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With guest host Jane Clayson.
From ancient Athens to old Calcutta to U.S. hotspots now, we look around the world at the places and the conditions that have fostered genius.
Athens. Vienna. Silicon Valley. Calcutta. Hangzhou, China. Edinburgh. Florence. All of them are cities that, at different moments in history, have seen genius thrive. With artists like Michelangelo and Leonardo da Vinci, philosophers like Aristotle and Plato, and with our modern tech innovators, Steve Jobs and Bill Gates. This hour On Point, the geography of genius and creativity around the globe.
-- Jane Clayson
Eric Weiner, former NPR News correspondent. Author of the new book, "The Geography of Genius: A Search for the World's Most Creative Places from Ancient Athens to Silicon Valley." Also author of "The Geography of Bliss" and "Man Seeks God." (@Eric_Weiner)
The Wall Street Journal: The Secret of Immigrant Genius -- "Not all cultural collisions end happily, of course, and not all immigrants become geniuses. The adversity that spurs some to greatness sends others into despair. But as we wrestle with our own immigration and refugee policies, we would be wise to view the welcome mat not as charity but, rather, as enlightened self-interest. Once creativity is in the air, we all breathe a more stimulating air."
Los Angeles Times: All those office perks? They're ruining creativity. -- "Companies, and cities, offer these enticements in order to attract, and keep, top-notch employees but also with the implicit (and sometimes explicit) understanding that these perks will make them more creative. At first blush, it seems to make sense: Give employees all the tools they need to innovate, make space for a little fun, then watch the sparks fly. The truth about creativity, however, is considerably less convenient. Discomfort, and even a degree of hardship, are what drive creativity, not bean bag chairs and ping pong tables."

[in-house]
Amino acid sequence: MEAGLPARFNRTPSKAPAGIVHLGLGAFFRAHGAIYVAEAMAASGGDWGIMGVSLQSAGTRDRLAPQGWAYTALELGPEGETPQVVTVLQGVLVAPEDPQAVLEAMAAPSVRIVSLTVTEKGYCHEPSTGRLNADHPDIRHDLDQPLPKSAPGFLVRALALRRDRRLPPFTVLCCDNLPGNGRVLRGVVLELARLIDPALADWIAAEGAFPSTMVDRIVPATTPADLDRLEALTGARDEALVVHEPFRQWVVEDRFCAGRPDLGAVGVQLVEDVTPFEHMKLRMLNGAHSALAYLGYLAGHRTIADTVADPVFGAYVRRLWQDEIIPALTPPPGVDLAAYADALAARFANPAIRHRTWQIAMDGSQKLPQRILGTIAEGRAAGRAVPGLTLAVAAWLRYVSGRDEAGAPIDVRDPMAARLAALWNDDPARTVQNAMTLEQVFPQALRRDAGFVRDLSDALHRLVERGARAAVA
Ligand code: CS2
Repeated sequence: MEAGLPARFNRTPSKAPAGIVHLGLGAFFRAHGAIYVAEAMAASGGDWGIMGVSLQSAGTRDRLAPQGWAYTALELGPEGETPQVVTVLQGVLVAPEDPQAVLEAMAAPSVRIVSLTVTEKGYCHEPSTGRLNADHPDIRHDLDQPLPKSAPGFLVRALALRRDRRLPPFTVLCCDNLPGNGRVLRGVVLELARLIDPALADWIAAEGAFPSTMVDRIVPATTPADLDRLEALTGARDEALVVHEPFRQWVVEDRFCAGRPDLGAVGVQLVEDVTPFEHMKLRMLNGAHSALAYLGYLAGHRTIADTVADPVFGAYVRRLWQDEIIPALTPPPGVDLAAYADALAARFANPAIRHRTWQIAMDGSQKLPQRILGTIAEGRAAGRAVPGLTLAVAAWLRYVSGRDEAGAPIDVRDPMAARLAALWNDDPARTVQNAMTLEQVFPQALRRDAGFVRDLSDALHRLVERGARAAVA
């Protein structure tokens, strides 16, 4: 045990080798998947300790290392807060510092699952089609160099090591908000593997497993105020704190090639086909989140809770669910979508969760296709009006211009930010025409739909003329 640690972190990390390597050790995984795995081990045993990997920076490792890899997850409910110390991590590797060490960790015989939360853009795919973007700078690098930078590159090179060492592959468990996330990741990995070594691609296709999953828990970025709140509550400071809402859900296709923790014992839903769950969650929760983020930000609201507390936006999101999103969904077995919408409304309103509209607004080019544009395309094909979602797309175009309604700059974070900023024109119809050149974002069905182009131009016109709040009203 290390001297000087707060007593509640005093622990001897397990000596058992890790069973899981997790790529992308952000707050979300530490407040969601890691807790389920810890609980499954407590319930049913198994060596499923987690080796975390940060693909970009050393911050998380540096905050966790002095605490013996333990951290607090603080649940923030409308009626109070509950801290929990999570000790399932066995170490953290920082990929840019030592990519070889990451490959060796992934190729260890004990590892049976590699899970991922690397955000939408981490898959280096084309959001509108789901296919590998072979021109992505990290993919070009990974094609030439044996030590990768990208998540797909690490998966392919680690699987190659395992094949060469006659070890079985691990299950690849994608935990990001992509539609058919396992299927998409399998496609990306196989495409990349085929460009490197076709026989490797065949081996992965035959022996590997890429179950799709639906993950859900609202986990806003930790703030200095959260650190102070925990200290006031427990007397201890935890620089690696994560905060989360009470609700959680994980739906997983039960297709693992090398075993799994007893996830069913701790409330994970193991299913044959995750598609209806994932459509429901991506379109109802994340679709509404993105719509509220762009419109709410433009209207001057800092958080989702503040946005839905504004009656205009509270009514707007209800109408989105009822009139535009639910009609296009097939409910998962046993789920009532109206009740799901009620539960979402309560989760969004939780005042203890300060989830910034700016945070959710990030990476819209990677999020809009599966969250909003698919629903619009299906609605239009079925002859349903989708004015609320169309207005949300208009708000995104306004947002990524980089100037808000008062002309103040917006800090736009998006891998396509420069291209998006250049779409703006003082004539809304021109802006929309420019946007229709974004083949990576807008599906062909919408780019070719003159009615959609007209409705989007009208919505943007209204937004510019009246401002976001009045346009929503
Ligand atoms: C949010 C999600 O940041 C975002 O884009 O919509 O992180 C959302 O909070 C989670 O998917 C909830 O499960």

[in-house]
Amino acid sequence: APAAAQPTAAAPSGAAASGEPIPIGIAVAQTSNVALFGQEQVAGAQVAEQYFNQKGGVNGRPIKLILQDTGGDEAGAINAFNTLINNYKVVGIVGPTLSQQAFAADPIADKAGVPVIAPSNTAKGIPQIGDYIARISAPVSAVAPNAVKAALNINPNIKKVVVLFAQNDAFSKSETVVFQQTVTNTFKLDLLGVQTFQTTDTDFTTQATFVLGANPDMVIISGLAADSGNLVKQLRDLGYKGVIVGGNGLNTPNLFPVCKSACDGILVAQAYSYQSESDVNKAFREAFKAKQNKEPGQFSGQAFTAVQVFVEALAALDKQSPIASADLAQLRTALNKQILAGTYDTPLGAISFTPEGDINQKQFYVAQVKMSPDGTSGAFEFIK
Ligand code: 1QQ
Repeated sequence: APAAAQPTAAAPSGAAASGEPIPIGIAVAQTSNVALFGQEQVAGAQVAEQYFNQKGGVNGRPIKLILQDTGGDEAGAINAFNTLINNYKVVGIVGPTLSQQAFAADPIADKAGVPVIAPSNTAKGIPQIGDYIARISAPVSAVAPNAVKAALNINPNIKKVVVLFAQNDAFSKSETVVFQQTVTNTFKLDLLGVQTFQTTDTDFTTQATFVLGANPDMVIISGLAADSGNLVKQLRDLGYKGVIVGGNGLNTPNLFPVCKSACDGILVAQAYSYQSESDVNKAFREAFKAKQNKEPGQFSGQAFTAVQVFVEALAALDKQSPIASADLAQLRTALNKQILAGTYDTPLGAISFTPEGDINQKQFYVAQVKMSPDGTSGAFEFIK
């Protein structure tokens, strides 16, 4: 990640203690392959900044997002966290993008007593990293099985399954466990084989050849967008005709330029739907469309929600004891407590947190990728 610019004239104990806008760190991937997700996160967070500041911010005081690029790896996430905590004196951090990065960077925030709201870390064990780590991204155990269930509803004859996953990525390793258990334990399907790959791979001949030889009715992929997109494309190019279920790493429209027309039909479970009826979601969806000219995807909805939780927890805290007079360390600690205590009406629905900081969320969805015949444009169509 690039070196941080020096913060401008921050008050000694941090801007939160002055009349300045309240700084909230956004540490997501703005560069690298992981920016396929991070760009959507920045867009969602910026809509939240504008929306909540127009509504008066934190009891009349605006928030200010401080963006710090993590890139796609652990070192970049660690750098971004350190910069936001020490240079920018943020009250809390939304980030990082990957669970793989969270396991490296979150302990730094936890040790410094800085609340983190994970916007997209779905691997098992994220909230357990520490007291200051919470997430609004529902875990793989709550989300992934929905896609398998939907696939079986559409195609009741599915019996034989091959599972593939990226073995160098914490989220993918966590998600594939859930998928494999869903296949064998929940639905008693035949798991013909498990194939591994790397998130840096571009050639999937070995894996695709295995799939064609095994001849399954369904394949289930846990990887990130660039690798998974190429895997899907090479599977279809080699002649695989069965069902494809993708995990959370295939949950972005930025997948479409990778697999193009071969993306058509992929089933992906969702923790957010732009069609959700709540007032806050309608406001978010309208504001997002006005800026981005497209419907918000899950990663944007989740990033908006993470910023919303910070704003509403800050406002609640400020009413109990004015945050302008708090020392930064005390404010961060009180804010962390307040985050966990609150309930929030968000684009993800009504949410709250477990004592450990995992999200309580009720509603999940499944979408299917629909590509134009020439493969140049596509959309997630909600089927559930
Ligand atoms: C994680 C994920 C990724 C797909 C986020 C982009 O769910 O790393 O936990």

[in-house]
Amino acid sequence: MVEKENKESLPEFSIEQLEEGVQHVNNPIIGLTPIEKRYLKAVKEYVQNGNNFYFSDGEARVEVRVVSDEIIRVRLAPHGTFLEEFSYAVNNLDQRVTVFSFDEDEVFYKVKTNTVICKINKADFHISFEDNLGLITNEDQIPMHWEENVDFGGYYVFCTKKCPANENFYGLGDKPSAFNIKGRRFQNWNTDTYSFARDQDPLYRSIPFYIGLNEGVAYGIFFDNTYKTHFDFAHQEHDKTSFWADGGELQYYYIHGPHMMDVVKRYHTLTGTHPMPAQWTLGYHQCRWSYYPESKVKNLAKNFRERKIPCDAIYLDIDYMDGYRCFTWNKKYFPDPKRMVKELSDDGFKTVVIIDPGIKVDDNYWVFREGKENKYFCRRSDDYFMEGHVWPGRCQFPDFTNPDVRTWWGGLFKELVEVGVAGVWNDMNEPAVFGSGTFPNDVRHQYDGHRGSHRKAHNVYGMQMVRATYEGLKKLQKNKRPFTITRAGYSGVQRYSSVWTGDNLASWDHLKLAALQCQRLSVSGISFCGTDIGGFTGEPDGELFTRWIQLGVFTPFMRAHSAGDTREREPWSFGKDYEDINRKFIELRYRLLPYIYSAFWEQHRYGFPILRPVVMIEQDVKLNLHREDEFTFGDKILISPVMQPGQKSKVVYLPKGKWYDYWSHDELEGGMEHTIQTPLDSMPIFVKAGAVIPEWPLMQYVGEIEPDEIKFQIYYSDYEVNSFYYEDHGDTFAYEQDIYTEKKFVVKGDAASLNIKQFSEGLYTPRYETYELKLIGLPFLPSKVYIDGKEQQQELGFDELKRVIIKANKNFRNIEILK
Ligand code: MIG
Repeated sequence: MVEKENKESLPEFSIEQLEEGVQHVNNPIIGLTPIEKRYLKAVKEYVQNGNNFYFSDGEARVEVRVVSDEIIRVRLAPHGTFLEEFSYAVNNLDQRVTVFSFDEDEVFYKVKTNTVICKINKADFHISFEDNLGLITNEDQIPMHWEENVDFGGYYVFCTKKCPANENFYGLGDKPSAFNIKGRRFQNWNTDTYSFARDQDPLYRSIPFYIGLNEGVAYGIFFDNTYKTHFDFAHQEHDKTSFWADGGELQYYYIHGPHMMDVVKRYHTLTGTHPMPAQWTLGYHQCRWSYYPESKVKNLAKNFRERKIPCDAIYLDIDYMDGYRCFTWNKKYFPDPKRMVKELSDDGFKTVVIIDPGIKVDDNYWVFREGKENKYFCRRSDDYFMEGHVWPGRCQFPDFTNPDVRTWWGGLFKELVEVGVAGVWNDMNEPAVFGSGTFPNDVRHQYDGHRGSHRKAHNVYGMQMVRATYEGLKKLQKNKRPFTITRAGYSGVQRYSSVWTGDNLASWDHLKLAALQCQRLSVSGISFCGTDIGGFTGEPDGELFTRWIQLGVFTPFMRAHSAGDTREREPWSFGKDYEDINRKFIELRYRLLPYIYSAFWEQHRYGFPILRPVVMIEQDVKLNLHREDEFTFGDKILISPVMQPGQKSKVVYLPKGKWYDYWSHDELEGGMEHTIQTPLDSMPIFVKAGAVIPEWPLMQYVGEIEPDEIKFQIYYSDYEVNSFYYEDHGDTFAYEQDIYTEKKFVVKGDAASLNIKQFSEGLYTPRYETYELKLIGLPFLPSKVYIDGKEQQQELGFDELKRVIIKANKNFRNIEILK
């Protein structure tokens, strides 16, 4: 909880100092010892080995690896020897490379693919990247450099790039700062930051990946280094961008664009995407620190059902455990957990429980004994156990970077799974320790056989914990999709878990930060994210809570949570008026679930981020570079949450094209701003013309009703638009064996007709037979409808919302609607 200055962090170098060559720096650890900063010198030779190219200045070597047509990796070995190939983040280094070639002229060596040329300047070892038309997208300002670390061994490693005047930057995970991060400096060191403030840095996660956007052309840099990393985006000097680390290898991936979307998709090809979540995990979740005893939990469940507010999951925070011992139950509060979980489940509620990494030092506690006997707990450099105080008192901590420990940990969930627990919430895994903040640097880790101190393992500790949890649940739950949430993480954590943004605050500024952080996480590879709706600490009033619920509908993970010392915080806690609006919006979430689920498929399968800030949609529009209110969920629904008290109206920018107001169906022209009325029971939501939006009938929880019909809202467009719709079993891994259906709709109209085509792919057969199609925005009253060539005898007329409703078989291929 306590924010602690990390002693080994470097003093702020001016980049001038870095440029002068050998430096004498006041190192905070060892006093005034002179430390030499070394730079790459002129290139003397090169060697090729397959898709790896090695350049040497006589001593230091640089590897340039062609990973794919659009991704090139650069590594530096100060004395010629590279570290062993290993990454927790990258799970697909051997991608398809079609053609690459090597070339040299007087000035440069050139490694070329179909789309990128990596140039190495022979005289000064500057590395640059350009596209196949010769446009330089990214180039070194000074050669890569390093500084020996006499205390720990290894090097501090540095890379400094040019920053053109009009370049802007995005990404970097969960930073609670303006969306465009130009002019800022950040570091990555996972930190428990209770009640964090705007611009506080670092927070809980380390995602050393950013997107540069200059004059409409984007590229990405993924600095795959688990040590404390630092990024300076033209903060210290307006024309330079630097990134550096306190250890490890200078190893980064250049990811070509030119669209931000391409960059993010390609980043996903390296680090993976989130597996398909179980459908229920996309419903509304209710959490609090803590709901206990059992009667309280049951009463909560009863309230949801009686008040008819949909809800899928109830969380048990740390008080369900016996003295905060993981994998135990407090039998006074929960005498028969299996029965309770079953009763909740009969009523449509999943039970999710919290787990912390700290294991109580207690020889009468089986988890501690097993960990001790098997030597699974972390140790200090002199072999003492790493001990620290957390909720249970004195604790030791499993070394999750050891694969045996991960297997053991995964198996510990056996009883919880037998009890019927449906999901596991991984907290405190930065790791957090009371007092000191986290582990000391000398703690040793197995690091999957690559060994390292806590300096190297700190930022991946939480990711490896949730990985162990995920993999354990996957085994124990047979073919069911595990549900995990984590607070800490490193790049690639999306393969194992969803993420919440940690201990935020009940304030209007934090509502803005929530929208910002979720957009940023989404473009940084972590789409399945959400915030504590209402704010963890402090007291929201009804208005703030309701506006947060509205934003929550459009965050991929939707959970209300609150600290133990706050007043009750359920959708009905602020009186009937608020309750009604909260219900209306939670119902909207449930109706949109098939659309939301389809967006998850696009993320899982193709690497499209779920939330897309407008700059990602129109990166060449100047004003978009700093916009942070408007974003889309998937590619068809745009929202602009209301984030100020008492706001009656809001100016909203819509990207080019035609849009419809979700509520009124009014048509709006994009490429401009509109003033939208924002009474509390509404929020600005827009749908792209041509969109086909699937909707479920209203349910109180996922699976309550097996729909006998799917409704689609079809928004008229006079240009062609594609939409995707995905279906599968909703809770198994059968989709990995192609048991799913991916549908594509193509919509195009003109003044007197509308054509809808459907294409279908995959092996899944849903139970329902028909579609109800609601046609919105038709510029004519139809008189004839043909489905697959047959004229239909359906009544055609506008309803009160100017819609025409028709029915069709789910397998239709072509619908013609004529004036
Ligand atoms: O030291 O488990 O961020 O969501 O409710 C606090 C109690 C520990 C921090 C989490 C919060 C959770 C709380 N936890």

New York Times: ‘The Geography of Genius,’ by Eric Weiner -- "In the early 1960s, the Soviet Union tried to make a version of Silicon Valley from scratch. A city called Zelenograd came to life on the outskirts of Moscow and was populated with all manner of brainy Soviet engineers. The hope — naturally — was that a concentration of clever minds coupled with ample funding would result in a wellspring of innovation and help Russia keep pace with California’s electronics boom. The experiment worked as well as one might expect. Few people will read this on a Mayakovsky-branded tablet or smartphone."
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